Many of us know someone who either has been or is currently living in a home where there is domestic violence.
The concept of such a life is unimaginable to most of us. Even though it is a heartbreaking reality for them, women continue to stay in unsafe living conditions.
The limited protection offered to victims by America’s legal system combined with society’s views about the importance of maintaining a picture -perfect family life are two reasons for their reluctance to leave. These pressures often create a narrative that women have limited options and should stay in violent, dangerous relationships.
According to the National Coalition Against Domestic Violence, nearly 20 people per minute are physically abused by a partner in the United States.
Worldwide, six women are killed every hour by men in their family or their partners.
Men’s violence against women is a leading cause of premature death for women globally.
Research shows that 35 percent of all women killed by men are killed by an intimate partner with a firearm. This means wives and domestic partners are the most likely targets of men who feel the need to take out their frustrations on someone.
The United States House of Representatives recently managed to renew legislation that would benefit women in domestic violence situations.
They voted to renew the Violence Against Women Act. It was last reauthorized in 2013 but lapsed in 2018 after Congress failed to act due to partisan disputes over guns and transgender issues. It is a response to domestic violence, sexual assault, dating violence, and stalking.
172 Republicans opposed the legislation because it adds firearms restrictions for people convicted of domestic violence, along with protections for transgender and same sex couples.
If you want to get a Republican politician fired up just start a conversation about gun restrictions, homosexuals or transgender issues.
The Republicans say they took issue with the concept of making or owning a firearm more difficult for people convicted of a violent crime or subject to court order.
An NRA spokesperson said the “anti-gun lawmakers chose to insert gun control provisions into this bill so they can claim other lawmakers don’t care about women.”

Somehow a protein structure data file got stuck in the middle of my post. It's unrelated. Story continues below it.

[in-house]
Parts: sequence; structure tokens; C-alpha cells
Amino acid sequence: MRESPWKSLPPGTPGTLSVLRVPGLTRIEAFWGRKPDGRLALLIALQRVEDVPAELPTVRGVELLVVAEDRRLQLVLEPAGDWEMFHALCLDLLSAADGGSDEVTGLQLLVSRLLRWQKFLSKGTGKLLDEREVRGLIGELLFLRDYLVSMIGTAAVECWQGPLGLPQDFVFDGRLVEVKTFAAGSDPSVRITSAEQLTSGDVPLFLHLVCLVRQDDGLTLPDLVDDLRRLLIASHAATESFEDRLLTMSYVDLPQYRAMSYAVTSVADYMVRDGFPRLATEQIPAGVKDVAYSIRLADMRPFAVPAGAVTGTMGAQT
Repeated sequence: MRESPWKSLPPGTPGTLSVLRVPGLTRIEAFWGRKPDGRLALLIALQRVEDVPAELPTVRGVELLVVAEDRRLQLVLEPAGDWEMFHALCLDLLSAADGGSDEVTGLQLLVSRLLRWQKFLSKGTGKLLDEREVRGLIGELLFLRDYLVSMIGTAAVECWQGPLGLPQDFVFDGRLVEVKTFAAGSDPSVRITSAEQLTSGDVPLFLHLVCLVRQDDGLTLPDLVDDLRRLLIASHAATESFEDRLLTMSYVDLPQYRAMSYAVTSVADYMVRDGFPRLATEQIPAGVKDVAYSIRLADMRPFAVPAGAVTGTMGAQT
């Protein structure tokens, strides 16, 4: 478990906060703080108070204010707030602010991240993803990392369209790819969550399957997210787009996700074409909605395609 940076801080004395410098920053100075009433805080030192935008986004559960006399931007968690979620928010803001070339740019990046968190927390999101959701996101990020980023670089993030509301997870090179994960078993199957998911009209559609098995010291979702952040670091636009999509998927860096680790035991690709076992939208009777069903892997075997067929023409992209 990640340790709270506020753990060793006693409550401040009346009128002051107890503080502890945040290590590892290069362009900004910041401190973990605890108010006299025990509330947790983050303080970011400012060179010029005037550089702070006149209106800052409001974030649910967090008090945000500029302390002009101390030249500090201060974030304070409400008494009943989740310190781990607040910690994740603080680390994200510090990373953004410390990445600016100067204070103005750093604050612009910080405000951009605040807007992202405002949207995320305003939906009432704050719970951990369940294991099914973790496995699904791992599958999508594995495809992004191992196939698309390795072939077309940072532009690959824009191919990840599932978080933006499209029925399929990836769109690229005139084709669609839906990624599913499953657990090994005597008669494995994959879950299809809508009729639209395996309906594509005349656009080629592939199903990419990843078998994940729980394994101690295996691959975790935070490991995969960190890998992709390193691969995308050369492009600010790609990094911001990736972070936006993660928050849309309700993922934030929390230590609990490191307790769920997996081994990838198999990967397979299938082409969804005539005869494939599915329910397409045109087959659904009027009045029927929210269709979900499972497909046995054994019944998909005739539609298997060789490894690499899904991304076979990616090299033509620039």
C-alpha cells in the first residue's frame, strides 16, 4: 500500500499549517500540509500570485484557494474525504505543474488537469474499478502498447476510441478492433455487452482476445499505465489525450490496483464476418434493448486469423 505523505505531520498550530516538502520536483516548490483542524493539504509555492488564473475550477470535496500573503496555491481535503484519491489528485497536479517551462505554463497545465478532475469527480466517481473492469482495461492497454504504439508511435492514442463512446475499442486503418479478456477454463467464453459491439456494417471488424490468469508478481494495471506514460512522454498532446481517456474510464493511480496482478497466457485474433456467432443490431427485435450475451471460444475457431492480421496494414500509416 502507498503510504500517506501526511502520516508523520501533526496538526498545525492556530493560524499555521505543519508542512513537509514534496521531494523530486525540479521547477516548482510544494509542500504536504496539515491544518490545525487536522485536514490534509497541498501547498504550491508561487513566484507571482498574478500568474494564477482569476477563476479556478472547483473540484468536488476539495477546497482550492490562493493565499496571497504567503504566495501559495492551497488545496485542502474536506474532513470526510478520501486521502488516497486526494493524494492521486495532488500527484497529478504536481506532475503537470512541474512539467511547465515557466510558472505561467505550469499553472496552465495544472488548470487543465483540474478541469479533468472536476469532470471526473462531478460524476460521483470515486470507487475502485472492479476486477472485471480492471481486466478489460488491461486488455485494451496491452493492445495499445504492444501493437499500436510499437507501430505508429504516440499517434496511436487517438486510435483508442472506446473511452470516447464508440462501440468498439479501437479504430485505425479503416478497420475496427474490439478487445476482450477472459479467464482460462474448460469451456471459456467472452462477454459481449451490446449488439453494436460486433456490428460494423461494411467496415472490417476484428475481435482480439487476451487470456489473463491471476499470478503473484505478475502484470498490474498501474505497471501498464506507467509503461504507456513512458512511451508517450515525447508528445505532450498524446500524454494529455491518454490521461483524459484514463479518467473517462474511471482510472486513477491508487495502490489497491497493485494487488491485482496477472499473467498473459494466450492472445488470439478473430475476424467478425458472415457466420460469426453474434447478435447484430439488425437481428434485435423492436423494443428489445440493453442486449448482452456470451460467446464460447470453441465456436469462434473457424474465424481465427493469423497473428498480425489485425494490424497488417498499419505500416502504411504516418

Now that is an interesting take on the matter, but if the shoe fits?
Some far-righters in Congress claim the gun control provision in the bill is “some kind of Democrat-led conspiracy” to end gun ownership.
Senator Joni Ernst from Iowa is crafting a counter proposal for the Senate. Ernst agreed the gun control protection would be a problem in the Senate, claiming it was “stripping away of people’s constitutional rights.”
The facts do not lie. The numbers are real.
It is exasperating to listen to the same, tired excuses every time anything is brought up that includes limiting access to firearms. The failure to see the need for certain violent individuals to be banned from owning a firearm is frightening.
Research suggests that Republican politicians are hostile to any gun control measures. Some scholars view gun ownership a “political identity.” Pro on the right and Con on the left.
Voting for any kind of restriction usually gets a politician labeled as “anti-gun” or too “far left.” These labels can you get voted out apparently.
Instead of considering restrictions of any kind, politicians are working overtime to enact legislation that promotes the carry and use of a firearm. Some states are considering expansions of current laws that will allow people to carry concealed weapons without having to obtain a permit.
A recent poll showed that most Republican voters are not universally opposed to restrictions on firearms. Most support expanded background checks and a majority support requiring a license to carry a gun.
That makes zero sense if Republican politicians are responsible for representing their voters.
This bill also authorizes funding for grants and other forms of support. It includes provisions to make safe housing more accessible to victims of domestic violence. Statistics show that conditions during the pandemic have resulted in increases of intimate partner violence and severe injuries.
Passing legislation that makes it illegal for a person who has been convicted of committing domestic violence against his partner from owing a firearm is the responsible thing to do.
Yes, American citizens have a second amendment right to carry a gun. What they do not have a right to do is take that gun and kill or threaten their wife or domestic partner. There should be consequences for those actions.
If Washington politicians do not see the big picture here, they need to visit some shelters and talk to the families of the abused. And maybe visit a few graveyards.
This should not be about red or blue. It should be about offering protections to victims.
Anita McGill is a former publisher of The Sentinel. She can be reached by email at email@example.com.